Pairing Brown with Blair on a ballot paper might have been unthinkable for the Labour party, yet Michael Marsh, looking at the case of Ireland’s preference voting PR system, illustrates that the choices voters are faced with in the ballot box may play a stronger role in their choice of candidates than either their political knowledge or party loyalty and interest.
Where parties dominate government, and the nominations of candidates for legislative office, the fact that some voters do not appear to structure their electoral choice by one party presents something of a puzzle. US elections are arranged normally so that many offices are filled at the same time, with electors choosing occupants for a range of offices from the grand to the prosaic on a given day. Most voters pick a president and a congressman and more all from the same party, choosing to vote a ‘straight ticket’, but some do not, opting instead for a ‘split ticket’ with perhaps a Republican for President and a Democrat for the Senate. As well as being theoretically problematic, such behaviour may be substantively important as it has consequences for election outcomes. These concepts of ‘straight’ and ‘split’ have travelled beyond the US. Although few countries fill so many offices at the same time, there are features of electoral arrangements elsewhere that offer parallels. The most widely studied are probably mixed member systems, where the voter casts a vote for a party list and another for a representative in a single member district.
Voting in an STV election requires a voter to indicate a first preference for a candidate. In Ireland this simply means placing a ‘1’ next to a candidate’s name. However, voters may continue, expressing further, lower preferences between as many candidates as they wish. In doing so, they are not constrained by the party labels of candidates. Looking at the Irish election of 2011, we can try and find some explanations for split ticket voting.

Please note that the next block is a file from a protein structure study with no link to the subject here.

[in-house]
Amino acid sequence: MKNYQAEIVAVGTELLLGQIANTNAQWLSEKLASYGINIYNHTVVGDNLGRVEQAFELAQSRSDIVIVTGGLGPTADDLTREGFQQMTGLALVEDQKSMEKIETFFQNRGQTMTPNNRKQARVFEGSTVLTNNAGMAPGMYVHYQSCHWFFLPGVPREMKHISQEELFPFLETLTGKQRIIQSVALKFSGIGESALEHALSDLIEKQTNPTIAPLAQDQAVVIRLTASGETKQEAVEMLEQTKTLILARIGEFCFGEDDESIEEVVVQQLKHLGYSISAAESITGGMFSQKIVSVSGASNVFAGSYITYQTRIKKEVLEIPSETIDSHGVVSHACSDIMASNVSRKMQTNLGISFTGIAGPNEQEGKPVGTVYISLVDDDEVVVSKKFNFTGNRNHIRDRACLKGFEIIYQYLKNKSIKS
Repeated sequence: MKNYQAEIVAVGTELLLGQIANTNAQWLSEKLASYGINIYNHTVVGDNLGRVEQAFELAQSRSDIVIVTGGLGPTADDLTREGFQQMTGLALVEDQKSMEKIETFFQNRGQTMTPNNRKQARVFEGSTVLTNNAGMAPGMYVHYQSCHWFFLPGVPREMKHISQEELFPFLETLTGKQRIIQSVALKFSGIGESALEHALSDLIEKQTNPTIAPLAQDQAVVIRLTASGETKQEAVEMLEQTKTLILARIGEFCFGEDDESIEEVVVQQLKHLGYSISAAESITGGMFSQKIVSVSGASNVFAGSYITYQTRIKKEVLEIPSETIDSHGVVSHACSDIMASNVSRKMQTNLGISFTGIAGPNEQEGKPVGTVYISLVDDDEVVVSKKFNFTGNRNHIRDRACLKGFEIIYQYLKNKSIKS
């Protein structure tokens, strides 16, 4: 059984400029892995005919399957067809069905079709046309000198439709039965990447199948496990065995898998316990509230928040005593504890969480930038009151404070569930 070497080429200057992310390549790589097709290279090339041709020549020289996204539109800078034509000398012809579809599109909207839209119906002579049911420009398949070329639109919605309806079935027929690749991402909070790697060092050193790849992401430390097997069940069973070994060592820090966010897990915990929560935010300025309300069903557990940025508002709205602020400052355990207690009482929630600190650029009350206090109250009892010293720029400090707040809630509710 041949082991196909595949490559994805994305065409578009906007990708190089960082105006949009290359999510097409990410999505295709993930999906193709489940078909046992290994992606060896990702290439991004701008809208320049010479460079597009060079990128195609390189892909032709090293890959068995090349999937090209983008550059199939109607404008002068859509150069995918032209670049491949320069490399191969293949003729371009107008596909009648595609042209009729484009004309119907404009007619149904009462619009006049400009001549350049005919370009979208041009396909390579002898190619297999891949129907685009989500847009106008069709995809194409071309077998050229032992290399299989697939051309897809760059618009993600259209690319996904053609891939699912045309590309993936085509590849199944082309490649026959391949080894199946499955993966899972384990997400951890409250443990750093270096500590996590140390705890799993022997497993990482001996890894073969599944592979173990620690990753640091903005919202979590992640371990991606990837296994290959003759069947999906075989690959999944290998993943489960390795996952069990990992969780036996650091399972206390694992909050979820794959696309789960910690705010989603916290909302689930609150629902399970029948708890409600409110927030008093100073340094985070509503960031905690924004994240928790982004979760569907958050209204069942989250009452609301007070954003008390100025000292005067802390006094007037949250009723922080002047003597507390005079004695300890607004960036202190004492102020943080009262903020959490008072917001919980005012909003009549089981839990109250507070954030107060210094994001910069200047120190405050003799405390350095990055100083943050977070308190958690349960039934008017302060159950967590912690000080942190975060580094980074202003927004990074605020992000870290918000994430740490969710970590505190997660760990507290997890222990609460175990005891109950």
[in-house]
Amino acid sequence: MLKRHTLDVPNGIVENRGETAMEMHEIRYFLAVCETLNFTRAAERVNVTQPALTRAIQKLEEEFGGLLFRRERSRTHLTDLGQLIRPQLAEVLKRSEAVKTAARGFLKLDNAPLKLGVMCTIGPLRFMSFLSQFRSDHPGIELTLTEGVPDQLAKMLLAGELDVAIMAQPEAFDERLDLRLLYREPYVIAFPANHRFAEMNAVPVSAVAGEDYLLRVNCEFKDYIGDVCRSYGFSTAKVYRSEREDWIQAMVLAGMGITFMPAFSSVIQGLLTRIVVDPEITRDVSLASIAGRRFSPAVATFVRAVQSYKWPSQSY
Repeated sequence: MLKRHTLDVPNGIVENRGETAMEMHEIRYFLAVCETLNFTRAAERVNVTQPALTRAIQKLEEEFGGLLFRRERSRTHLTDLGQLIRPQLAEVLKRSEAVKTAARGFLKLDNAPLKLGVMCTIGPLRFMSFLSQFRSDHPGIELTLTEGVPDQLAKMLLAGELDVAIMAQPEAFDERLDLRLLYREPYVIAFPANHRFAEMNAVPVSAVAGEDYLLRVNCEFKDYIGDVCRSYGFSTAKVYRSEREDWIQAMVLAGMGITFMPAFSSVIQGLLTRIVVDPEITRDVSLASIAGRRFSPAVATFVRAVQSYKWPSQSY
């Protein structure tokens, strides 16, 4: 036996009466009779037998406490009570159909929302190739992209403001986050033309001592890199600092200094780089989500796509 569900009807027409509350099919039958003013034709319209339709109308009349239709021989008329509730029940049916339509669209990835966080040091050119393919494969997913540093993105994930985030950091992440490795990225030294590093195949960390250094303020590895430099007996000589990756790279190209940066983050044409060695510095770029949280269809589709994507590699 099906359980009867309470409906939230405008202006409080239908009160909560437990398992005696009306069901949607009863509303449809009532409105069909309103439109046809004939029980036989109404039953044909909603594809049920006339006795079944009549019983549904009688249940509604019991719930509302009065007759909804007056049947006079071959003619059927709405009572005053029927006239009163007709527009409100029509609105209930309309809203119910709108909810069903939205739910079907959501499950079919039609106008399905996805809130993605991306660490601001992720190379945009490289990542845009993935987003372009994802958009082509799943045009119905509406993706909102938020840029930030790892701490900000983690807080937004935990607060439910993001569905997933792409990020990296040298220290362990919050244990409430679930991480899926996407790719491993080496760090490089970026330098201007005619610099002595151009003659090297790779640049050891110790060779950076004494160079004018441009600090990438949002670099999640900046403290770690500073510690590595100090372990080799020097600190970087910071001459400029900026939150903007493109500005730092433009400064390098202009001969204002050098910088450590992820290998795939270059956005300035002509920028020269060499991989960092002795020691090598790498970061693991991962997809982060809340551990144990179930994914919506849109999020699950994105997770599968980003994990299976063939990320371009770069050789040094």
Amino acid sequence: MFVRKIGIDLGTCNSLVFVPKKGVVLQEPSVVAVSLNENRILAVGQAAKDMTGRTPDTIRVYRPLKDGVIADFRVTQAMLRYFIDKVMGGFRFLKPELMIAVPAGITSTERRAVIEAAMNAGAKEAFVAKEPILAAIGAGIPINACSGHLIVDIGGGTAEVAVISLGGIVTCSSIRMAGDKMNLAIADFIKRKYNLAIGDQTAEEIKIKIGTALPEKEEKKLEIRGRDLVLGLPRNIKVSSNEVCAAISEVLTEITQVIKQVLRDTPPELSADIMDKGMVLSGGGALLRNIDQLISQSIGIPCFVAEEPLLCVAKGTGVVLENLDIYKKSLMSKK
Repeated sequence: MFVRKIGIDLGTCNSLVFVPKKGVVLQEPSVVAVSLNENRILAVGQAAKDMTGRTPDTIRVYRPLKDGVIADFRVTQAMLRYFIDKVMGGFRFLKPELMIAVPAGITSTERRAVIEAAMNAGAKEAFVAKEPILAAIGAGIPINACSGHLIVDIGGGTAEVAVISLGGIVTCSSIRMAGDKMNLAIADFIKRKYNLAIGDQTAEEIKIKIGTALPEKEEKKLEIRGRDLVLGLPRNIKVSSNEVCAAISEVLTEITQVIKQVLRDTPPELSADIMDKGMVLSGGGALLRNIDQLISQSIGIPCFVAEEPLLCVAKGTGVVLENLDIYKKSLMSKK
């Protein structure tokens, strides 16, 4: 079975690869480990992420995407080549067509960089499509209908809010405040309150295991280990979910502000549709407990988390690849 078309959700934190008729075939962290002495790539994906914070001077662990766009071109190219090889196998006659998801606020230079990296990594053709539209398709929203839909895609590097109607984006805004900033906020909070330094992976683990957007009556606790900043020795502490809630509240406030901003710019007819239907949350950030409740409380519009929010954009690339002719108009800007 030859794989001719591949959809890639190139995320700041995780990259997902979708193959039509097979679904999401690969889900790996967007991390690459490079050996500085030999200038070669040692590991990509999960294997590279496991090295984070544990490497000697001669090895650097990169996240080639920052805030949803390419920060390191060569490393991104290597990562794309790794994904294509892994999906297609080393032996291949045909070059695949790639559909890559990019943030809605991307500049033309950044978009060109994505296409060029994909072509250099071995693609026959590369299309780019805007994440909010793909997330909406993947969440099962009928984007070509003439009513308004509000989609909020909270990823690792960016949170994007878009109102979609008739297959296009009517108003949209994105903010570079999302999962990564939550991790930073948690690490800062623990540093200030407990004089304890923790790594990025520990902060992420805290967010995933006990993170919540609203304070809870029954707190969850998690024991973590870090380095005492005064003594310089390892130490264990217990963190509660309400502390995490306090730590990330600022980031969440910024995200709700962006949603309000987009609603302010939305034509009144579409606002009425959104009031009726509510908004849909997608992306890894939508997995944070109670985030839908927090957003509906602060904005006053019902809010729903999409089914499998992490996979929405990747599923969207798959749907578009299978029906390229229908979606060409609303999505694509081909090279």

There are several reasons why this is worthwhile. The first is that STV provides a variant on more widely studied cases and so allows us to further test conventional explanations for their universality. The second, as will be explained below, is that certain types of explanation makes little or no sense in an STV context because of the differences we have already explained. Nonetheless, many alternative explanations are potentially valid. The opportunity to explore some explanations in a context where some alternative ones cannot hold is useful, providing if not a semi-experimental environment, at least one in which many alternatives can be ruled out.
The data used here comes from the Irish election study, which consisted of a post election face–to–face, in–home survey carried out on a sample of 1853 electors in the few weeks after the February 2011 election.
The results show a majority of electors vote a split–ticket, with the number almost identical for each of the three parties who fielded multiple candidates in constituencies.
One source of explanation lies in differences between individuals. Partisanship, and the extent to which voters are attracted by candidates rather than parties are important determinants of straight– and split–ticket behaviour; there is much less evidence that either behaviour is a consequence of the amount of interest, in or information about politics.
A second source, and this appears to be more powerful, lies in what people are asked to do in the ballot box, and in factors connected with the choices they have to make. A voter given just two candidates from his party with names beginning with the same letter, perhaps in a small constituency, and with both being incumbents, is much more likely to vote a straight ticket than the voter faced with three non-incumbents spread out across a long ballot. Parties competing in a mixed member electoral system should then be wary of the subconscious influences that voters can fall prey to and perhaps not focus on the internal politics of appearance on the ballot paper. If a party wants to keep its support intact, on the 2011 evidence it pays to pick a Brown to go with a Blair, and not be tempted to run such candidates in different constituencies or even, separate them on the ballot sheet – despite their internal politics.
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Michael Marsh will be speaking at the next McDougall Trust lunchtime Workshop on Political Representation Issues, Voting Patterns and Public Opinion: Analysis from the 2011 Irish National Election Study on 19 October. More details.